The market share of Windows Phone will double in the next three years, according to the latest report from the market research firm IDC. While shipments of devices running Microsoft's mobile OS will hit the 35 million mark this year, accounting for just 2.7 percent of the market, that figure will jump to 5.6 percent in 2018, when the Redmond-based company is expected to ship around 105 million Windows Phone devices.
Worldwide Smartphone Forecast by Shipments and Value, 2014 and 2018
Shipments in millions of units and Value in US$ Million
|2014||2014 Market Share||2018||2018 Market Share||2014-2018 CAGR|
Meanwhile, Android will continue to dominate shipments in 2018 with 80 percent market share, a slight decline from 82.3 percent in 2014, while iOS will control only 13 percent of volume, compared to 13.8 percent this year. As for the revenue, Apple's mobile OS will have 34 percent of all smartphone revenues, compared to 61 percent for Google's mobile OS.
"Apple's approach with premium pricing ensures a growing portion of overall revenues despite its declining market share," said Ramon Llamas, Research Manager with IDC's Mobile Phones team. "Meanwhile, Android's multi-faceted approach – with forked versions and low-cost Android One strategy – will produce mixed results, yet it allows deeper penetration into emerging markets."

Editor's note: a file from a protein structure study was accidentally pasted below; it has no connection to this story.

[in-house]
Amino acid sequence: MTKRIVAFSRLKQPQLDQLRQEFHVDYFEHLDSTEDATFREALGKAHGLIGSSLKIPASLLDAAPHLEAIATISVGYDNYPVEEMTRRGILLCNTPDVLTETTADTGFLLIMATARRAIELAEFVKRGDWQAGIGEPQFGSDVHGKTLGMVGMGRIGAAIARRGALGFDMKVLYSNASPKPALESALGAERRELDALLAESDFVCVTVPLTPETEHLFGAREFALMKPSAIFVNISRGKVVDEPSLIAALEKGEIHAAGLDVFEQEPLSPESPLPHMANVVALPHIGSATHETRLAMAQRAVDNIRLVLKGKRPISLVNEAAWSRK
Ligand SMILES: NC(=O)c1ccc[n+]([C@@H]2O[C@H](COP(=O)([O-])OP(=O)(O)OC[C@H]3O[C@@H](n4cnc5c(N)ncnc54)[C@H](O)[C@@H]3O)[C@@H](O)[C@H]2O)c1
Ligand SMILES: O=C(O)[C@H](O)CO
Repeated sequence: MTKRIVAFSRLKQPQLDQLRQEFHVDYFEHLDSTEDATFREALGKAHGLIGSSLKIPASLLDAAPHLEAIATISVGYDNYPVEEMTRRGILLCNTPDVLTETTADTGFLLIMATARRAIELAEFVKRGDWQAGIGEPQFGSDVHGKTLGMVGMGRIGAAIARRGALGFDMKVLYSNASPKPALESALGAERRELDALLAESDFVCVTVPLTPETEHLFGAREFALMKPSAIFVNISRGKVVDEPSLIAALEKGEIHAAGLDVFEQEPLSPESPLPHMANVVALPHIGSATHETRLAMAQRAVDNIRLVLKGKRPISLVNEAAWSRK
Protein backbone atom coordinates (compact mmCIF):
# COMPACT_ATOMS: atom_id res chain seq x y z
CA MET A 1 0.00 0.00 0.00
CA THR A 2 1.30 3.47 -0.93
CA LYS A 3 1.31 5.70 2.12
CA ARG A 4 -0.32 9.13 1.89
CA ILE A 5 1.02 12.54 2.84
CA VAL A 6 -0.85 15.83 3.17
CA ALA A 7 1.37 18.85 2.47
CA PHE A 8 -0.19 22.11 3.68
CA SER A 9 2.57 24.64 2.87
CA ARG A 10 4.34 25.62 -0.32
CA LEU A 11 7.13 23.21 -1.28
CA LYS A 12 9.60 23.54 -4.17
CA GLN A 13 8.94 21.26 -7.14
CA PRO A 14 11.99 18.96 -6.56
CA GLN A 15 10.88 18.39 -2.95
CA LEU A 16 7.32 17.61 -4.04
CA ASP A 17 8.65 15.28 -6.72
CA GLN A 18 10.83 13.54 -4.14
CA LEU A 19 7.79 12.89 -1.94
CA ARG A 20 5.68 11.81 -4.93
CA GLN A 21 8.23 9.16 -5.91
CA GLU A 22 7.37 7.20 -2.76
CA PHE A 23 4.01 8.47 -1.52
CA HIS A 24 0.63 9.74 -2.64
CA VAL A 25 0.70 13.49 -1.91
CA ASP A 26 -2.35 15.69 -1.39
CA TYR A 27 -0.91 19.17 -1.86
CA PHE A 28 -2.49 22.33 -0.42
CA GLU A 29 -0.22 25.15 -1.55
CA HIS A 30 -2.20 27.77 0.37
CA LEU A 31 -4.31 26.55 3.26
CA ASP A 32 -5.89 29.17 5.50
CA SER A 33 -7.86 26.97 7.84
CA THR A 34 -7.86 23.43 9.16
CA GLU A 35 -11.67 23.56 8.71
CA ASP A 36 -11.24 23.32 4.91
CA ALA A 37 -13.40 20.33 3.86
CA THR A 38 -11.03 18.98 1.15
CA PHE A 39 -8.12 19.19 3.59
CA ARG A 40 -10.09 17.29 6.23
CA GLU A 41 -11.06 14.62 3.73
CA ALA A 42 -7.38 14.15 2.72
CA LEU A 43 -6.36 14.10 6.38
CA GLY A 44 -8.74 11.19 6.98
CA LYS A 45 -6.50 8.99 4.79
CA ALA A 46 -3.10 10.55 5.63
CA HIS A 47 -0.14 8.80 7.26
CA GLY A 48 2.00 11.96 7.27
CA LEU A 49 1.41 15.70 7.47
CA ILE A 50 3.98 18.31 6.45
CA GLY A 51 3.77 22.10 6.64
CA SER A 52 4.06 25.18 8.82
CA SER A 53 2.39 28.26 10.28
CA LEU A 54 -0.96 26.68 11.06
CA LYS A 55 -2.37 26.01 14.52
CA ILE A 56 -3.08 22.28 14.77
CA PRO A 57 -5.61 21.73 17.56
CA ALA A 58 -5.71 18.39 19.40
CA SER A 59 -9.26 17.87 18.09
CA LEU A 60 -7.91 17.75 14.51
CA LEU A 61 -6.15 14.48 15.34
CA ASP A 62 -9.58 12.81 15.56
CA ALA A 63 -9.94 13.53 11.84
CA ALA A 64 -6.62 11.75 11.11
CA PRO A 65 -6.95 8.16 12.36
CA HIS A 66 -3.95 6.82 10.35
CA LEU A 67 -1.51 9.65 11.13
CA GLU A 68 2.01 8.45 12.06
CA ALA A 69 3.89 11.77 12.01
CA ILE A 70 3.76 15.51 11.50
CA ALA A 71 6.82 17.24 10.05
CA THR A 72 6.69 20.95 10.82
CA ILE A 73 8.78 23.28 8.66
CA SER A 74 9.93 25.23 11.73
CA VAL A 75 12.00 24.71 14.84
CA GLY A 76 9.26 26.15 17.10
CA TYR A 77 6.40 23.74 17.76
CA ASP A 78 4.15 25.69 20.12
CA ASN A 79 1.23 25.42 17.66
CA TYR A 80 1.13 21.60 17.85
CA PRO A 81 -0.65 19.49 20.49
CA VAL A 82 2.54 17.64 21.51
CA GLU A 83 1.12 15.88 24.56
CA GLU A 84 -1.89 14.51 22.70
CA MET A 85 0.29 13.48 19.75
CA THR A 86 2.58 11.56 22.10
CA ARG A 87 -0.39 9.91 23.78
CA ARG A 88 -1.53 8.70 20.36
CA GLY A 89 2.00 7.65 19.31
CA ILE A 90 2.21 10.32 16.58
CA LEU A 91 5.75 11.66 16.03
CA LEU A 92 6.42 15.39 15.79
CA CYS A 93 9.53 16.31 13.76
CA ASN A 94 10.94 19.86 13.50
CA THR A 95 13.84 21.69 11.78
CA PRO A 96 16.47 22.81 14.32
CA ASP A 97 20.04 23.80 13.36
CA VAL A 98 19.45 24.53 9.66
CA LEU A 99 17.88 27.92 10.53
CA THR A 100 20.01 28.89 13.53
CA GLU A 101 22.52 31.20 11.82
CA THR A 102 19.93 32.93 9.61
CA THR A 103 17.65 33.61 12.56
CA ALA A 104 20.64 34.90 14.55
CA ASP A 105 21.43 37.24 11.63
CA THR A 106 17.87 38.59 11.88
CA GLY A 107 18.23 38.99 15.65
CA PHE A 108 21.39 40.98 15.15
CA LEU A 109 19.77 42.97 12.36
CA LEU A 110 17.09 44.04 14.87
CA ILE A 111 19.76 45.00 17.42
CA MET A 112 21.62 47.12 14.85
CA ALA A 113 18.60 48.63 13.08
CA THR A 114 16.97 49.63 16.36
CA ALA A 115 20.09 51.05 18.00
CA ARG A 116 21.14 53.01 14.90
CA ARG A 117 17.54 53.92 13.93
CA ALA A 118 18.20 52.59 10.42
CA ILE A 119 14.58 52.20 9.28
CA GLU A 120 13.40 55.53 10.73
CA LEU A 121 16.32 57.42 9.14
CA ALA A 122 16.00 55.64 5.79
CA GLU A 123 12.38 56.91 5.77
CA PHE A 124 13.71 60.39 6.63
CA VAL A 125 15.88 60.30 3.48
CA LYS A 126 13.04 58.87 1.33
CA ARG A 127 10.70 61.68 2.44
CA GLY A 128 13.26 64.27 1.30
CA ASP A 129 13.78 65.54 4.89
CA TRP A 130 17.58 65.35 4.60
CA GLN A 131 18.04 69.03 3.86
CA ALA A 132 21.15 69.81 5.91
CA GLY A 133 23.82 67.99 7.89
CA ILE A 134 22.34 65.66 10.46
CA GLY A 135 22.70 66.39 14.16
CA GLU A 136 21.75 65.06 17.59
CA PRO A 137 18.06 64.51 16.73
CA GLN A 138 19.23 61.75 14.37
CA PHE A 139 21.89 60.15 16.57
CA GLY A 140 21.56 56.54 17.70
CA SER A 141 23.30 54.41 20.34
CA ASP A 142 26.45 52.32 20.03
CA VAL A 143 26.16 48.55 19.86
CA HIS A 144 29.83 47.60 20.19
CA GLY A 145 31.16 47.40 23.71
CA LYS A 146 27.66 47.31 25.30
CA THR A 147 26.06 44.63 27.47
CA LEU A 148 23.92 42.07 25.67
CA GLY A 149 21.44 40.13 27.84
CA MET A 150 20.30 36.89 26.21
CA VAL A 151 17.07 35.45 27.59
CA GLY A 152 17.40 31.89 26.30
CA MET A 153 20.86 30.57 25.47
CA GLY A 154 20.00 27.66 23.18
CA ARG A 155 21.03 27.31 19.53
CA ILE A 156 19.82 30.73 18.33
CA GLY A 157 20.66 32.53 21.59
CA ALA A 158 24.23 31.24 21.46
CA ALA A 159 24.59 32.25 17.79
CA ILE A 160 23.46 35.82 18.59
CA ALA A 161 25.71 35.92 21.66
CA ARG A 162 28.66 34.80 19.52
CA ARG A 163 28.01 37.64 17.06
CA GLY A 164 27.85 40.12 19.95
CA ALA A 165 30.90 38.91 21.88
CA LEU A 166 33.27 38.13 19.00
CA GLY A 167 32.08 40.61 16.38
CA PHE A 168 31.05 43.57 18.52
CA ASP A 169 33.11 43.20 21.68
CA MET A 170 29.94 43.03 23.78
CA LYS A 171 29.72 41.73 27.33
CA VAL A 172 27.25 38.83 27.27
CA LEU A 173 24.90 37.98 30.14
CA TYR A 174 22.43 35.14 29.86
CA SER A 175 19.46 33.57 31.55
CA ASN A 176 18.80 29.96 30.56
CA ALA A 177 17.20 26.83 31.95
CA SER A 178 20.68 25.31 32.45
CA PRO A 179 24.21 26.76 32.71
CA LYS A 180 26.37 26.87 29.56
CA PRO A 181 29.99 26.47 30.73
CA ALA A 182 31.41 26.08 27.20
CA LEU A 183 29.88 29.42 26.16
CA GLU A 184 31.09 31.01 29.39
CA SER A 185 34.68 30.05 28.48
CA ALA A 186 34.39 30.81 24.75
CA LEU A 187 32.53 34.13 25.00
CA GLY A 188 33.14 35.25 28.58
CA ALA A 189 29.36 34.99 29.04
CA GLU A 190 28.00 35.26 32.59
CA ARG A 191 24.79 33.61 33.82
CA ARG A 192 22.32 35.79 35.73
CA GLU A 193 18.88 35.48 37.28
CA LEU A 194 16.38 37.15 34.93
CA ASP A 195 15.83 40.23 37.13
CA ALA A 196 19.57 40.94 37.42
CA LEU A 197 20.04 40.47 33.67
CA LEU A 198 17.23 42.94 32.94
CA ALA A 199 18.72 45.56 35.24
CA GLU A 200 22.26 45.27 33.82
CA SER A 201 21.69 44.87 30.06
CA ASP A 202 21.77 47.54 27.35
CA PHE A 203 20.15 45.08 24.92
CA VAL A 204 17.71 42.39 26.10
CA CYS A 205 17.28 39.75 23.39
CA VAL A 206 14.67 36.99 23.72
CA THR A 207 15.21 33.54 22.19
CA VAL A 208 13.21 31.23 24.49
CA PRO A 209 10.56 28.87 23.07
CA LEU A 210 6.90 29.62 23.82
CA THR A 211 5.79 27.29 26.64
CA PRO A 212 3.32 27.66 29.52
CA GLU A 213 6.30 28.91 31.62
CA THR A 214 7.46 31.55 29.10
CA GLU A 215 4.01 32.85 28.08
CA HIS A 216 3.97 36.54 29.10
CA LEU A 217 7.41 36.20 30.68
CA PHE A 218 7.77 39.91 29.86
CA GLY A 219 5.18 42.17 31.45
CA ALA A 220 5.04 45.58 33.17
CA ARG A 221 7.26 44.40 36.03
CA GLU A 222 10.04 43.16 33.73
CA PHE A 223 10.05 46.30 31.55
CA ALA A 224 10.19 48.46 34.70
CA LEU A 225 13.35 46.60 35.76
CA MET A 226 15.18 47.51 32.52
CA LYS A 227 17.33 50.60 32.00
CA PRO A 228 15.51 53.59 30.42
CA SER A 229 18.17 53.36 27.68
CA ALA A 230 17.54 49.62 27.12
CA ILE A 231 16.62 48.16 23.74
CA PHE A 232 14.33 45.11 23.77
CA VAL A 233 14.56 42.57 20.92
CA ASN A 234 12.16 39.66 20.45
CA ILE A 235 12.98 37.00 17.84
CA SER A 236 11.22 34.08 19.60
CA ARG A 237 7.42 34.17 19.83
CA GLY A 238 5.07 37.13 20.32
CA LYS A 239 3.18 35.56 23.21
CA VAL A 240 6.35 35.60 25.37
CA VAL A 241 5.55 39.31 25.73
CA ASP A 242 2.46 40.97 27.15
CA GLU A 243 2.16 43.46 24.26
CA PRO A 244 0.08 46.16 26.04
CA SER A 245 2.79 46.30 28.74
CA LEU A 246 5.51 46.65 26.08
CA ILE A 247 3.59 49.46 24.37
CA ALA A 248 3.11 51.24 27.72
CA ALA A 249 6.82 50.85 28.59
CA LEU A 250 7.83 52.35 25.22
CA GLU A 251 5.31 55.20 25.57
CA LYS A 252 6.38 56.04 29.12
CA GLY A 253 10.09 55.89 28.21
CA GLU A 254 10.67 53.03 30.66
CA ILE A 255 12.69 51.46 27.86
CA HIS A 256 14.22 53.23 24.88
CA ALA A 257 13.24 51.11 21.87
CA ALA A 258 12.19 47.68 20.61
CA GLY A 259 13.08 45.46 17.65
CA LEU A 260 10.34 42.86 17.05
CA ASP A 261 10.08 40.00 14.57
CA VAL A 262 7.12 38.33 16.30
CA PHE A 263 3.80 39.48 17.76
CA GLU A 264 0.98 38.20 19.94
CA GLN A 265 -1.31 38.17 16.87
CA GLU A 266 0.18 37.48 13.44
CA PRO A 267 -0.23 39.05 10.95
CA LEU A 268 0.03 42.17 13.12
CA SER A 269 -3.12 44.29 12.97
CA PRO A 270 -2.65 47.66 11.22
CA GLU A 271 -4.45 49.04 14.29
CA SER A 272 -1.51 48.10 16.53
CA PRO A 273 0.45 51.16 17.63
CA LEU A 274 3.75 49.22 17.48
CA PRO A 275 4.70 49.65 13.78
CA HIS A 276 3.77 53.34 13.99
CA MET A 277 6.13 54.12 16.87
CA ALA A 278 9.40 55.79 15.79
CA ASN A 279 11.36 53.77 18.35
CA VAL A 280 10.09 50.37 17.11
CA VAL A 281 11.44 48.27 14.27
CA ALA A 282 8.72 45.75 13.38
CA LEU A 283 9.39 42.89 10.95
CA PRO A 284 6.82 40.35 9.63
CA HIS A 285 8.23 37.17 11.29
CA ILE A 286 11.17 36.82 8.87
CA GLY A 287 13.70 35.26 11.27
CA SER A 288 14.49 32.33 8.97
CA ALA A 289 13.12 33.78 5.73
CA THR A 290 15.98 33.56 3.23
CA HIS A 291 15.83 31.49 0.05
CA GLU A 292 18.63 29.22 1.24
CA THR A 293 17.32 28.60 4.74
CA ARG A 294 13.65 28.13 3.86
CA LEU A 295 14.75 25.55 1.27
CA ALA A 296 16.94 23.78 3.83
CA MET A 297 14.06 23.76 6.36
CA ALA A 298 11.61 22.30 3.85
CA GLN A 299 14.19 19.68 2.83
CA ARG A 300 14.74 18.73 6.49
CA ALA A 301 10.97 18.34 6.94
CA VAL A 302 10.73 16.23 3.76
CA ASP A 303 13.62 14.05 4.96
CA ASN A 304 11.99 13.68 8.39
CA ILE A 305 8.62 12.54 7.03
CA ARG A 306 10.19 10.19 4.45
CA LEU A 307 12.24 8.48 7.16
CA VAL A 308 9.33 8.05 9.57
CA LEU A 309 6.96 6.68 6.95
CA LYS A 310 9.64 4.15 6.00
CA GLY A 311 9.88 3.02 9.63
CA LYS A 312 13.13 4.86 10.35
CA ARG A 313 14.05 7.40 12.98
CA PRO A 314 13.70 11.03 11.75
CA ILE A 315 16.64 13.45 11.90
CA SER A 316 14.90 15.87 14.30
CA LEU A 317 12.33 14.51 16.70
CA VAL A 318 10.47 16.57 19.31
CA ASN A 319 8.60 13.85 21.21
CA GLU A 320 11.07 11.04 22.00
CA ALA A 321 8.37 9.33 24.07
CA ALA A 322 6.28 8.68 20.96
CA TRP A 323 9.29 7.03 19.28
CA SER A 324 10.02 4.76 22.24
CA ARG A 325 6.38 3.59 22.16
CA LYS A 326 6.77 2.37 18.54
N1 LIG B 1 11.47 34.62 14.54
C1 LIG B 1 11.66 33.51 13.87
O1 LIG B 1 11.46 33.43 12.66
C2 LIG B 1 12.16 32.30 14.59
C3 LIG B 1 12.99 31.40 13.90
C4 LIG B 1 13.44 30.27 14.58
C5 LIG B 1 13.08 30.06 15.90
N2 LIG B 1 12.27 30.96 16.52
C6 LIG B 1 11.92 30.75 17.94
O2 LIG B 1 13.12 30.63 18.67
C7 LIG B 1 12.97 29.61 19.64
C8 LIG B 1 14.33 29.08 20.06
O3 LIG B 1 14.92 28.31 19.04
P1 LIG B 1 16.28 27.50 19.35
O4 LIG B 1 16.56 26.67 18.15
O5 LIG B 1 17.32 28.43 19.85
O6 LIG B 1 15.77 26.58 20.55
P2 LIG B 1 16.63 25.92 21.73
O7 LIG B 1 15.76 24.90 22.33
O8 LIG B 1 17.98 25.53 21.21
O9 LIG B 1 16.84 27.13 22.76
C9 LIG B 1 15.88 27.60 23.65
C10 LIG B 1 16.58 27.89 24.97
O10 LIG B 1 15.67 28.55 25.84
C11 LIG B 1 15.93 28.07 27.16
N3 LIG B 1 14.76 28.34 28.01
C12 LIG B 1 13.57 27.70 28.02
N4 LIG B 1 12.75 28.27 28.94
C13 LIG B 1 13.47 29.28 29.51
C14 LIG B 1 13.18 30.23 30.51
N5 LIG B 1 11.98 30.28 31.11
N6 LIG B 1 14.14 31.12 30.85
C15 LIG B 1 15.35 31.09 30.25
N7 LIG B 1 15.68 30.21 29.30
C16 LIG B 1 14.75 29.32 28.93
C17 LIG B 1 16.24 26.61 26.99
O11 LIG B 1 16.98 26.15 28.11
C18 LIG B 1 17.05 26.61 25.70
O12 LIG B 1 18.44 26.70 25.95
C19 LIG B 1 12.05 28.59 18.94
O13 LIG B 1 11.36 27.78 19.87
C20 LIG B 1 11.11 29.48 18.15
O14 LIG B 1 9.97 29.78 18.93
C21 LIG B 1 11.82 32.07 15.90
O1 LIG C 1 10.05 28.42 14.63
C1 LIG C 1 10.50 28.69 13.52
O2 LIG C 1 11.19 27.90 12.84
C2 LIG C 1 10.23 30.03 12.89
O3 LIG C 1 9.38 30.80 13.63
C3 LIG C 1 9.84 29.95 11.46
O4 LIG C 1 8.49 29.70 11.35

Worldwide smartphone shipments will reach a total of nearly 1.3 billion units this year, a 26.3 percent increase year-over-year. Looking ahead, the research firm expects 1.4 billion smartphones to be shipped worldwide in 2015, representing a 12.2 percent year-over-year growth rate. The slower annual growth is expected to continue throughout the forecast with unit shipments approaching 1.9 billion units in 2018.
Smartphone prices are also expected to come down in the coming years -- the report notes that average selling price will drop to $241 by 2018, compared to $297 this year.
"The impact of upstart Chinese players in the global market will be reflected in a race to the bottom when it comes to price," said Melissa Chau, Senior Research Manager with IDC's Worldwide Quarterly Mobile Phone Tracker. "The biggest question now is how much lower can prices go?"